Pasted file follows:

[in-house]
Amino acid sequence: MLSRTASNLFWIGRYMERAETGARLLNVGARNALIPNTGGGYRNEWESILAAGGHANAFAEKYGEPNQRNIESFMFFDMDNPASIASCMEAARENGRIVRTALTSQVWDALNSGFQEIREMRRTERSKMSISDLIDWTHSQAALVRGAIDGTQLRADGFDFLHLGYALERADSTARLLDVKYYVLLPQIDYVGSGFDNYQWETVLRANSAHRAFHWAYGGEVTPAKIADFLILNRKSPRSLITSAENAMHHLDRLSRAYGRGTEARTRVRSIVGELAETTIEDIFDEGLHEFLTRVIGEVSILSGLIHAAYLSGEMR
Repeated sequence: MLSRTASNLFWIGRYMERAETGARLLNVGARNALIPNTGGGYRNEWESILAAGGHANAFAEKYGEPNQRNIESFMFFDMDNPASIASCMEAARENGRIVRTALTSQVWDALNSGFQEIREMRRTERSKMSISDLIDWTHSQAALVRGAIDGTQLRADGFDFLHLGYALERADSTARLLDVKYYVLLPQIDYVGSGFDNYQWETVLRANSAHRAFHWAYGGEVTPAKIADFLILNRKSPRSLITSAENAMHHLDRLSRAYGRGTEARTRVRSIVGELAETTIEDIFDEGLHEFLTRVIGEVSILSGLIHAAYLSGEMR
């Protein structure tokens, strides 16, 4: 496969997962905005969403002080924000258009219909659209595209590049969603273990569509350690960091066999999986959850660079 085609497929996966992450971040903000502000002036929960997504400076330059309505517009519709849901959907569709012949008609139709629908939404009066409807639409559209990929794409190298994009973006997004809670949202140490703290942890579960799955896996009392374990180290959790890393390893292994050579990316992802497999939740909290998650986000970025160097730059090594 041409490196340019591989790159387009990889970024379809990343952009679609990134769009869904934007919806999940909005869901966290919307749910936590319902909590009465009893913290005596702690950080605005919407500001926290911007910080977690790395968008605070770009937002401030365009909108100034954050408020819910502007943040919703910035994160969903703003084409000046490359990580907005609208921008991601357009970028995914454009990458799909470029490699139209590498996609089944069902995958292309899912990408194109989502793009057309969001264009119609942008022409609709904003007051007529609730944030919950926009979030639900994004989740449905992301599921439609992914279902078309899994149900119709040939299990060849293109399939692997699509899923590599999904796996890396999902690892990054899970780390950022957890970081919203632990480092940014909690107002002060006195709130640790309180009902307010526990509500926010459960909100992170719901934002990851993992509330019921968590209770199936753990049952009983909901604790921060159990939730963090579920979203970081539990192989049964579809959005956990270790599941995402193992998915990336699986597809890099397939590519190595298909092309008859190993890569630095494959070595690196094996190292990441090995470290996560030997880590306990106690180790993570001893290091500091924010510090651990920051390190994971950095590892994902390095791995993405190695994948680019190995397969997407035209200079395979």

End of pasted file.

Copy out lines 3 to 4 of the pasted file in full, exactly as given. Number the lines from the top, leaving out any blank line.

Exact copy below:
Repeated sequence: MLSRTASNLFWIGRYMERAETGARLLNVGARNALIPNTGGGYRNEWESILAAGGHANAFAEKYGEPNQRNIESFMFFDMDNPASIASCMEAARENGRIVRTALTSQVWDALNSGFQEIREMRRTERSKMSISDLIDWTHSQAALVRGAIDGTQLRADGFDFLHLGYALERADSTARLLDVKYYVLLPQIDYVGSGFDNYQWETVLRANSAHRAFHWAYGGEVTPAKIADFLILNRKSPRSLITSAENAMHHLDRLSRAYGRGTEARTRVRSIVGELAETTIEDIFDEGLHEFLTRVIGEVSILSGLIHAAYLSGEMR
């Protein structure tokens, strides 16, 4: 496969997962905005969403002080924000258009219909659209595209590049969603273990569509350690960091066999999986959850660079 085609497929996966992450971040903000502000002036929960997504400076330059309505517009519709849901959907569709012949008609139709629908939404009066409807639409559209990929794409190298994009973006997004809670949202140490703290942890579960799955896996009392374990180290959790890393390893292994050579990316992802497999939740909290998650986000970025160097730059090594 041409490196340019591989790159387009990889970024379809990343952009679609990134769009869904934007919806999940909005869901966290919307749910936590319902909590009465009893913290005596702690950080605005919407500001926290911007910080977690790395968008605070770009937002401030365009909108100034954050408020819910502007943040919703910035994160969903703003084409000046490359990580907005609208921008991601357009970028995914454009990458799909470029490699139209590498996609089944069902995958292309899912990408194109989502793009057309969001264009119609942008022409609709904003007051007529609730944030919950926009979030639900994004989740449905992301599921439609992914279902078309899994149900119709040939299990060849293109399939692997699509899923590599999904796996890396999902690892990054899970780390950022957890970081919203632990480092940014909690107002002060006195709130640790309180009902307010526990509500926010459960909100992170719901934002990851993992509330019921968590209770199936753990049952009983909901604790921060159990939730963090579920979203970081539990192989049964579809959005956990270790599941995402193992998915990336699986597809890099397939590519190595298909092309008859190993890569630095494959070595690196094996190292990441090995470290996560030997880590306990106690180790993570001893290091500091924010510090651990920051390190994971950095590892994902390095791995993405190695994948680019190995397969997407035209200079395979």